Dad Editor Note Art

Why are some people so angry about the latest dental assistant salary figures?

May 22, 2019
Kevin Henry of IgniteDA keeps track of dental assisting salary figures. The last time he reported them was in 2017. But he's been surprised at some of the reactions to the latest figures.
Kevin Henry, Cofounder,

Wow! Did my recent article on dental assistant salary numbers light a match under some people! I had a wide range of emails pour in, everything from thanking me for the information to accusing me of starting a dental assisting coup!

Rest assured, the information in the article was not meant to be divisive and it certainly wasn’t intended to start a civil war. I promise you, there is no ulterior motive behind publishing salary figures for dental assistants in each of the 50 states and the District of Columbia. It’s simply a baseline number to let assistants know how much they and their colleagues are making in each state.

 There were plenty of people who drank the Hater-ade about the article, so let me try to address some of their concerns about publishing salary figures.

 If you’ve ever heard me speak or if you’ve read one of my articles, you know I’m a huge believer in dental assistants knowing the numbers in their practices. This includes numbers such as case acceptance rates, patient retention rates, how the practice is doing on hitting its monthly, quarterly, and annual goals, and more. These are numbers where I believe assistants have a direct impact on the direction of their careers. Knowing numbers like these is important for any employee who is empowered to impact the bottom line as much as he or she can.

 Those numbers, of course, do not include salary figures within the practice. No one needs to know how much money everyone is taking home. However, it helps to know an average figure for your profession in your state so you can know where you stand. What you do with that information is up to you. We, of course, hope that assistants will look at their salaries and compare what they take home and think about ways to generate more business for the practice, which will, hopefully and ultimately, come back to them in terms of raises and bonuses.

There's more to compensation than salary

 Speaking of bonuses, several doctors reminded me that there is more to a salary than just the base salary. Some practices have bonus systems, 401K possibilities, insurance for their workers, and other benefits and perks. I completely get that. Yes, every discussion about what assistants take home should include a wide-ranging look at everything that is included in their employment packages.

 There is more to an assistant’s paycheck than just the base in many practices—but not in all of them. It’s hard to compare practices that offer perks versus those that don’t believe in them. That’s why we use the government numbers as a baseline. Not all dental assistants receive bonuses or benefits. They all get a salary, so that’s why we use these numbers as the common denominators among all assistants.

 I encourage every assistant to look at these numbers and think about the factors that go into them, including the other monetary and non-monetary benefits. Maybe you work in a practice where everyone gets along, and you’re strongly encouraged to pursue your passions. Maybe you work in a practice where it’s OK for you to leave a little early or come in a little late because of a personal situation. There are times when these perks are worth their weight in gold. Compassion, understanding, and happiness have no dollar figure attached to them, but they are vital parts of just how satisfied people are in the places they call their work homes.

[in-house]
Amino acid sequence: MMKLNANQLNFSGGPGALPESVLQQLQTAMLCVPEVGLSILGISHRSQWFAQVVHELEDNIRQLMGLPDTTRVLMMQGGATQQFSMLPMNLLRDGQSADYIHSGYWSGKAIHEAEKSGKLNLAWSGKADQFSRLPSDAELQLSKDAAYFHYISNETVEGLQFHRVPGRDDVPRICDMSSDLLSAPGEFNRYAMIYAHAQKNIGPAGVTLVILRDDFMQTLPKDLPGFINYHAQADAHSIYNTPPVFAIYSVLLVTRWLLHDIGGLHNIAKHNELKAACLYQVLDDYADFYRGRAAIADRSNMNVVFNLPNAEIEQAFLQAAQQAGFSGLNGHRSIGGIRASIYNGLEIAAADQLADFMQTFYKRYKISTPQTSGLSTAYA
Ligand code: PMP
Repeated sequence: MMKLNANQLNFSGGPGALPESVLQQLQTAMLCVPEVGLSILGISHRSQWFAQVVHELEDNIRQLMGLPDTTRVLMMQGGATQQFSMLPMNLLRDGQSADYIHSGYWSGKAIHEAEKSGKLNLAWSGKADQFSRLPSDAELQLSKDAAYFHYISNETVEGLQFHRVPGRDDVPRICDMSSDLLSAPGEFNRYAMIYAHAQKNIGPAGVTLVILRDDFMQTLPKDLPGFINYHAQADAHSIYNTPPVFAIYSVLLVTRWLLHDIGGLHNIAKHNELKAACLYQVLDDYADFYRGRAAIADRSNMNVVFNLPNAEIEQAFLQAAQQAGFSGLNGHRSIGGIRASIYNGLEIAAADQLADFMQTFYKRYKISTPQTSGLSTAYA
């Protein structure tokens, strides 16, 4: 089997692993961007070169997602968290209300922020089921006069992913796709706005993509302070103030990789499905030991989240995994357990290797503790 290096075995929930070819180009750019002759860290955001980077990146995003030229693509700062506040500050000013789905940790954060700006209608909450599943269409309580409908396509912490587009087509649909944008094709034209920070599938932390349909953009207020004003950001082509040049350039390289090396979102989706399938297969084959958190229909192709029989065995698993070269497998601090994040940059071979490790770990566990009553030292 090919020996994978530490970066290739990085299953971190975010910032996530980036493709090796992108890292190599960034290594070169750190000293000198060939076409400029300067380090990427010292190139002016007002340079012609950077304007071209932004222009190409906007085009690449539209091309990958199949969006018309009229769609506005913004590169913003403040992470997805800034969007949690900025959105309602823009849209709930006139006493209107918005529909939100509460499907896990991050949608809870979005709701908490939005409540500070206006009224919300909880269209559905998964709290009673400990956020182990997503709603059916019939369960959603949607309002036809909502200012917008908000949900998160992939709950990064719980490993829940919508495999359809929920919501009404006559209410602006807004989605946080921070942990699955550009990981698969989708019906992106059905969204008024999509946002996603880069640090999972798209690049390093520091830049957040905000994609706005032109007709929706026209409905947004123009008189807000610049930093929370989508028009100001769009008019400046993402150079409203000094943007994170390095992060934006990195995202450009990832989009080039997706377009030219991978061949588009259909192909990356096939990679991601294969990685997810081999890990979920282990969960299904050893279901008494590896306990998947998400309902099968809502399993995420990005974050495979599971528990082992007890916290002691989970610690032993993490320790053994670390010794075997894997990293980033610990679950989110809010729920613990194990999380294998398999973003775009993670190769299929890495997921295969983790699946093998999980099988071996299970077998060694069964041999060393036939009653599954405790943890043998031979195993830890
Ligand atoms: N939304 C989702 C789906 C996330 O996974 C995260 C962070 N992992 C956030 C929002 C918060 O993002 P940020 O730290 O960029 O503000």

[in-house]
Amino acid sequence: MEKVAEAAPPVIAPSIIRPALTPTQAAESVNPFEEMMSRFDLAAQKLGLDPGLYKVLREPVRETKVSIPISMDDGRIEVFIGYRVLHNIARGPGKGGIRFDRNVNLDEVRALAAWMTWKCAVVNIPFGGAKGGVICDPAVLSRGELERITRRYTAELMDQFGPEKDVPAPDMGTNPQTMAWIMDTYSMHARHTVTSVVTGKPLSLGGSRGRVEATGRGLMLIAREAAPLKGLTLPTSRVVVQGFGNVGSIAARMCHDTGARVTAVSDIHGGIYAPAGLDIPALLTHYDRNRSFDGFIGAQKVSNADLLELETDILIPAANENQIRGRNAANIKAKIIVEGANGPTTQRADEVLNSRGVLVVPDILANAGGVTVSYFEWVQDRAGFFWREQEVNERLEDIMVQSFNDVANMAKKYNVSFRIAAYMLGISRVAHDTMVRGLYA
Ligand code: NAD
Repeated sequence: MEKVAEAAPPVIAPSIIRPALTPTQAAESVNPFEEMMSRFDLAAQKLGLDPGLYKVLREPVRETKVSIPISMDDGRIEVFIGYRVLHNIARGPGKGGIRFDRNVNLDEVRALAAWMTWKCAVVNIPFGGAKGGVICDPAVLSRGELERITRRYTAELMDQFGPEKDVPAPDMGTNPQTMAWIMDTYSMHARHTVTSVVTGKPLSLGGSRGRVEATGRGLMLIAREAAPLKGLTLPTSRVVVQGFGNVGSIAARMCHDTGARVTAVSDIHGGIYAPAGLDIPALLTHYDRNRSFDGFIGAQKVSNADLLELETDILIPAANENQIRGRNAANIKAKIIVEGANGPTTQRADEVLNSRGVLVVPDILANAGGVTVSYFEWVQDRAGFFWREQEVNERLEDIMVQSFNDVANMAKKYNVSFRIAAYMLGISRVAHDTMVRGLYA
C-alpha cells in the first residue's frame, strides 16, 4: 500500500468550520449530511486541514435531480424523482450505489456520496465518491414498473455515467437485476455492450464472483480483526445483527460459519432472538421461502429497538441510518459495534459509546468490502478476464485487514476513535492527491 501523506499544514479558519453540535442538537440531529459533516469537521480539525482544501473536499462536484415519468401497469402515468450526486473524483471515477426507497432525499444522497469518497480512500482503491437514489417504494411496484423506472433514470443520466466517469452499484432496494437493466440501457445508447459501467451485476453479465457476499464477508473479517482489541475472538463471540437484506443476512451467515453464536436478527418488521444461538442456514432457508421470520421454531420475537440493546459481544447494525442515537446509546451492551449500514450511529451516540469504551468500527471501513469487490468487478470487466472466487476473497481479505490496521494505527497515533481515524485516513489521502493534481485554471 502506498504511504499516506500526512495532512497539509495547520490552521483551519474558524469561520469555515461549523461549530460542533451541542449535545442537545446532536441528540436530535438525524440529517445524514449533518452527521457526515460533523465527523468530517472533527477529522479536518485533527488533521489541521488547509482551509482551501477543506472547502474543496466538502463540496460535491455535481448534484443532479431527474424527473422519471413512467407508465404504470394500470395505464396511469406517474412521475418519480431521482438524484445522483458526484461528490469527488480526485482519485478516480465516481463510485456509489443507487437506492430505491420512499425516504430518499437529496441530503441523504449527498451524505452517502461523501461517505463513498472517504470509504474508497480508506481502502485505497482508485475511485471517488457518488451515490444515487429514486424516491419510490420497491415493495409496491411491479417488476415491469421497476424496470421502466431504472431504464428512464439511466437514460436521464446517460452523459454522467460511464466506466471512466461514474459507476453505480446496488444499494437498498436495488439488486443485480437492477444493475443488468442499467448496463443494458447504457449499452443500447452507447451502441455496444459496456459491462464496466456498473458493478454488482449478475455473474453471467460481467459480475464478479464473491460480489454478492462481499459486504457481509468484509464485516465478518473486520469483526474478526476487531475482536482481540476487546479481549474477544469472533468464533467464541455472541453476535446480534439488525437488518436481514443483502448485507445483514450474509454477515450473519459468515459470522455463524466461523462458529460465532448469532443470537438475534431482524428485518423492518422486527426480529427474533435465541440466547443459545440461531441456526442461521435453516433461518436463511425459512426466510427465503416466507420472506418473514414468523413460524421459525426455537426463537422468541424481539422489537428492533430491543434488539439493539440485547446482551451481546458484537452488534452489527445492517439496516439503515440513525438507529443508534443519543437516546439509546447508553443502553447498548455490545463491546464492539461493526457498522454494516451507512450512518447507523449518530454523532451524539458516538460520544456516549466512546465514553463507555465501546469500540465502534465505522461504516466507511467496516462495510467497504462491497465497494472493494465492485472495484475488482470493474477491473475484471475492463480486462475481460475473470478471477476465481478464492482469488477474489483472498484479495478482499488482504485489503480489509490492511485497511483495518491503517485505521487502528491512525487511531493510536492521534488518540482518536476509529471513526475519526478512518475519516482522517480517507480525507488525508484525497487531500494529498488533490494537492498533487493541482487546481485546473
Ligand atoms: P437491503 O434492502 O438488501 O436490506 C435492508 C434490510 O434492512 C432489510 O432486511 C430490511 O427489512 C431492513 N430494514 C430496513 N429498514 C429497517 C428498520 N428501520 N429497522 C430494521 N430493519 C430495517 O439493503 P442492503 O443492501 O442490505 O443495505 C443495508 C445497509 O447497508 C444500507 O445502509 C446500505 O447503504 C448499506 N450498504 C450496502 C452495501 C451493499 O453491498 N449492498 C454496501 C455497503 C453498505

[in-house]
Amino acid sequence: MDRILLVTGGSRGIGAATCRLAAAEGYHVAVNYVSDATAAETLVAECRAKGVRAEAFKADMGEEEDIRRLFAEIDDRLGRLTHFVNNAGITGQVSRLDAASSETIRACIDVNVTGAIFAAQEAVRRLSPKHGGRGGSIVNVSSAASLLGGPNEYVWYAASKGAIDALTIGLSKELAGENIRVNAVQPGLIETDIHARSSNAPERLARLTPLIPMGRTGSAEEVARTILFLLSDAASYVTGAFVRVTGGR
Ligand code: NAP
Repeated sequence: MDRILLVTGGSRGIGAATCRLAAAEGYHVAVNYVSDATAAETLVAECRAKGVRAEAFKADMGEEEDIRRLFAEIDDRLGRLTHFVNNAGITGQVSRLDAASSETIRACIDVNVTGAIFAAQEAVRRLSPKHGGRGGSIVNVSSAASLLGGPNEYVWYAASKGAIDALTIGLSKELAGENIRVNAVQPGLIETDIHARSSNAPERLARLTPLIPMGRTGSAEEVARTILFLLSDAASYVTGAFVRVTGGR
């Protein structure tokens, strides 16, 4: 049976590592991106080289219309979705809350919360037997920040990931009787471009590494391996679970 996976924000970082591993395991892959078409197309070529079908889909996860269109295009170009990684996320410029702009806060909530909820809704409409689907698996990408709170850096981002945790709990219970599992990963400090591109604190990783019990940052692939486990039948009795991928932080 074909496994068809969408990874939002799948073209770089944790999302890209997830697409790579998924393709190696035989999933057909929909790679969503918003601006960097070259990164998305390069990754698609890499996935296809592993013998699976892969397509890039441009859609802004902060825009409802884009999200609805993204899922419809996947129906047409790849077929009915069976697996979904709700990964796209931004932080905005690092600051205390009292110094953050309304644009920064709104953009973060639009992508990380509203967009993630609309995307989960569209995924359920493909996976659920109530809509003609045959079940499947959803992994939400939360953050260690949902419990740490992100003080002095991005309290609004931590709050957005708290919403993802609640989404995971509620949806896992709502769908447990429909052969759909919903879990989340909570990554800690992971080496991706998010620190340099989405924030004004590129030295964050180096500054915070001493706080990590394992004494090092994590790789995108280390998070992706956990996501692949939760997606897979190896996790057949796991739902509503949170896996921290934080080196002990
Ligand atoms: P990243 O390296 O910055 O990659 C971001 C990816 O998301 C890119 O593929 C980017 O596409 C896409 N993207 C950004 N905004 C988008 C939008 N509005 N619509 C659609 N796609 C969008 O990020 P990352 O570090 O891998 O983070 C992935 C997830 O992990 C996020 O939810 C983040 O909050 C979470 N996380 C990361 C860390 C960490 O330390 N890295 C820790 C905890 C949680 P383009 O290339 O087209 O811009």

I strongly suggest that when you look at a state’s wages, remember that in some cases all parts of the same state are not equal. In New York for example, wages in Rochester may be different than in New York City. In Texas, Houston and Amarillo may present different ends of the dental assistant pay scale. Same thing goes for Seattle and Moses Lake in Washington state. Basically, any state with rural and urban areas is likely to see some differences.

 There are a lot of things that factor into these numbers that are presented by the Bureau of Labor Statistics, and we report them here. There are also plenty of other things that don’t go into thee numbers, including what I’ve talked about here, as well as the experience level and credentials (or lack thereof) of the assistants who were used for this salary compilation.

 As a society, there are times when we want to gripe about something just because we have the ability to gripe about it. That’s the good thing about living in a free country, I suppose. There are also times when we should take a moment and think about things before hitting that send button.

 My wife says, “Numbers tell a story.” She’s exactly right. (I’m a smart husband for saying that, don’t you think?) But sometimes those same numbers don’t tell the entire story. There are often some other numbers that could go alongside them and provide a greater perspective and understanding.

 If you have a question about salaries, let’s talk about it. If you have a question about my reasoning for talking about money, let’s talk about that as well. Let’s work together to find answers, and let’s have a civil discussion. You know I’m always going to work hard to present information that can help dental assistants have the best careers possible. How about you? How can we work together to make that happen?



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An advocate of today’s dental assistant, Kevin Henry speaks to dental audiences across the nation on topics that empower dental assistants, helping them recognize the leadership role they hold in the practice. He is the cofounder of, a community designed to enlighten, empower, and educate dental assistants.